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The story itself isn’t really interesting at all. We’ve all seen this story and types of characters many times over, there’s nothing to really comment on. I’m finding it difficult to remember much about the plot itself. The only reason this film works in a bad way is the way they try to execute this movie. They make the film so over the top, it’s kind of a glorious trainwreck to watch. The dialogue is really bad, awkward and clunky, the romance in the movie you don’t buy at all and there is also some humour which seems really off (which is funny but not because it’s done well, it’s funny because it was so horribly and awkwardly done). Pretty much almost nothing about this film works at all.

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Hands down the best part of the movie is Gerald Butler and Nikolaj Coster-Waldau. Gerald chews up the scenery as the villain and looks like he’s enjoying every second he’s on screen. Nikolaj at times looks like he’s genuinely trying to give a good performance, despite the bad material he’s given. Everyone else is forgettable, granted they didn’t have a whole lot to work with. Even some of the really good actors like Chadwick Boseman and Geoffrey Rush don’t really come away with anything. I think it is worth noting that there aren’t any Egyptian actors in this film, Gods of Egypt didn’t have any Egyptians. Not really a flaw with the performances, just thought it was worth pointing out.

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The green screen and action scenes were done absolutely horribly. Think of how out of place the green screen was in the Star Wars prequels. Only it’s 5 times worse. You can clearly see where the green/blue screen is around the actors, its kind of embarrassing. Same with the CGI, nothing feels natural. And as for the action scenes, there is so much slow mo and camera rotations used, it’s crazy. It tries to make it look epic but it ends up looking ridiculous, over the top and amateur. It’s weird because the director of Gods of Egypt made The Crow, which didn’t use a lot of CGI but still I don’t see how he could’ve made both films.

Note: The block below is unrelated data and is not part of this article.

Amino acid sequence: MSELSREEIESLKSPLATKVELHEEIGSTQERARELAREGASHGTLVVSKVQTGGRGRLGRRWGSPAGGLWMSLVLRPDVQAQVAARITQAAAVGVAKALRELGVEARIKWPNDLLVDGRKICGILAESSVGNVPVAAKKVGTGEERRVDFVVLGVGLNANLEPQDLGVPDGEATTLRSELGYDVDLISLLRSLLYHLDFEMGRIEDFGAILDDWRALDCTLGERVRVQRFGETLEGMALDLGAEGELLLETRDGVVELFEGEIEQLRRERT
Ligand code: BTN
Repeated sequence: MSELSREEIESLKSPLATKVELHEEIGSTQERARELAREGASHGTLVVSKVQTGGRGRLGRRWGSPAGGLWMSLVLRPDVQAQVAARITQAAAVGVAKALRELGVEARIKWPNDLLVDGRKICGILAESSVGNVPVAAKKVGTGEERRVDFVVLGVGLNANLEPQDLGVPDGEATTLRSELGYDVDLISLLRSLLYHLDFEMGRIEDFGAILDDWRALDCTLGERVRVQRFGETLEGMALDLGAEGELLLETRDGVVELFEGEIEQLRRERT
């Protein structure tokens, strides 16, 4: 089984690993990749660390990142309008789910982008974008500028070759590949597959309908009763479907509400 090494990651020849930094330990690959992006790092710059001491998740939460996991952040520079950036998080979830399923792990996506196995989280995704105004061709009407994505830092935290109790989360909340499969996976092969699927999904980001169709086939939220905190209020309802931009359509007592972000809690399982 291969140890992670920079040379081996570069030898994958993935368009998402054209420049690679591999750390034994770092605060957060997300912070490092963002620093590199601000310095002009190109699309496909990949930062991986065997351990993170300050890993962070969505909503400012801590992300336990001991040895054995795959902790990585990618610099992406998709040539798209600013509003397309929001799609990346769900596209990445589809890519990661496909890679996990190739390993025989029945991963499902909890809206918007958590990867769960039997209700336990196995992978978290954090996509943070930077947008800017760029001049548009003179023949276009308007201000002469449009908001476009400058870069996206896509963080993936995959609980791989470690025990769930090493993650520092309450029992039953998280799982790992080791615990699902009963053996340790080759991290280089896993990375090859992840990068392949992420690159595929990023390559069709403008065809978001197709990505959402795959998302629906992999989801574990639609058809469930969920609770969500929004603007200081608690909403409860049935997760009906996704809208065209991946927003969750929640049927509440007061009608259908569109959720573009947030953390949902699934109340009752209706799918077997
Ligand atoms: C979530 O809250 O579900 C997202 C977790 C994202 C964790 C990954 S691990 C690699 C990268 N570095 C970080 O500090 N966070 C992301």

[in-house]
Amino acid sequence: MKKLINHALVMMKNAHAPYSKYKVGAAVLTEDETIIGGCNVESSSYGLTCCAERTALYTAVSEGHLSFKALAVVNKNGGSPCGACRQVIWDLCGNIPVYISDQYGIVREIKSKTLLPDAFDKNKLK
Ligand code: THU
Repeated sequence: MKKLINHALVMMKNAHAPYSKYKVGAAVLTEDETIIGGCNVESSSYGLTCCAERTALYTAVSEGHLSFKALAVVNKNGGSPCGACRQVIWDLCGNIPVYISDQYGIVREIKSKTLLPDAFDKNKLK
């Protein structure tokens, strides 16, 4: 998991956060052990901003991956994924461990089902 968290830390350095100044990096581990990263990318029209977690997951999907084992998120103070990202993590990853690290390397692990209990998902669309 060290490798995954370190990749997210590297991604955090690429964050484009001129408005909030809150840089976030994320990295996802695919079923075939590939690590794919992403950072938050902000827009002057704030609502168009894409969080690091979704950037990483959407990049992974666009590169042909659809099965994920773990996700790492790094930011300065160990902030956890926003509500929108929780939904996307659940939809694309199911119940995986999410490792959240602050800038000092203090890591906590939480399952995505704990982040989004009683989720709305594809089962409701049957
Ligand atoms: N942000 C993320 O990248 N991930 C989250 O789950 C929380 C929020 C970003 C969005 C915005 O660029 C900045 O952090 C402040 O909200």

Undated Film Still Handout from Gods of Egypt. See PA Feature FILM Reviews. Picture credit should read: PA Photo/Entertainment One. WARNING: This picture must only be used to accompany PA Feature FILM Reviews.

I didn’t give it my lowest score as I enjoyed this movie as a so-bad-it’s-good movie and Gerald Butler and Nikolaj Coster-Waldau were actually good in the movie. But it’s still so far the worst movie I’ve seen this year, with the awful CGI, greenscreen and action scenes, the mostly mediocre performances and a cliché story. Gods of Egypt really is the Jupiter Ascending of 2016. However, if you like so bad it’s good movies, you should definitely check this out when you can. This film is definitely one to remember, for all the wrong reasons.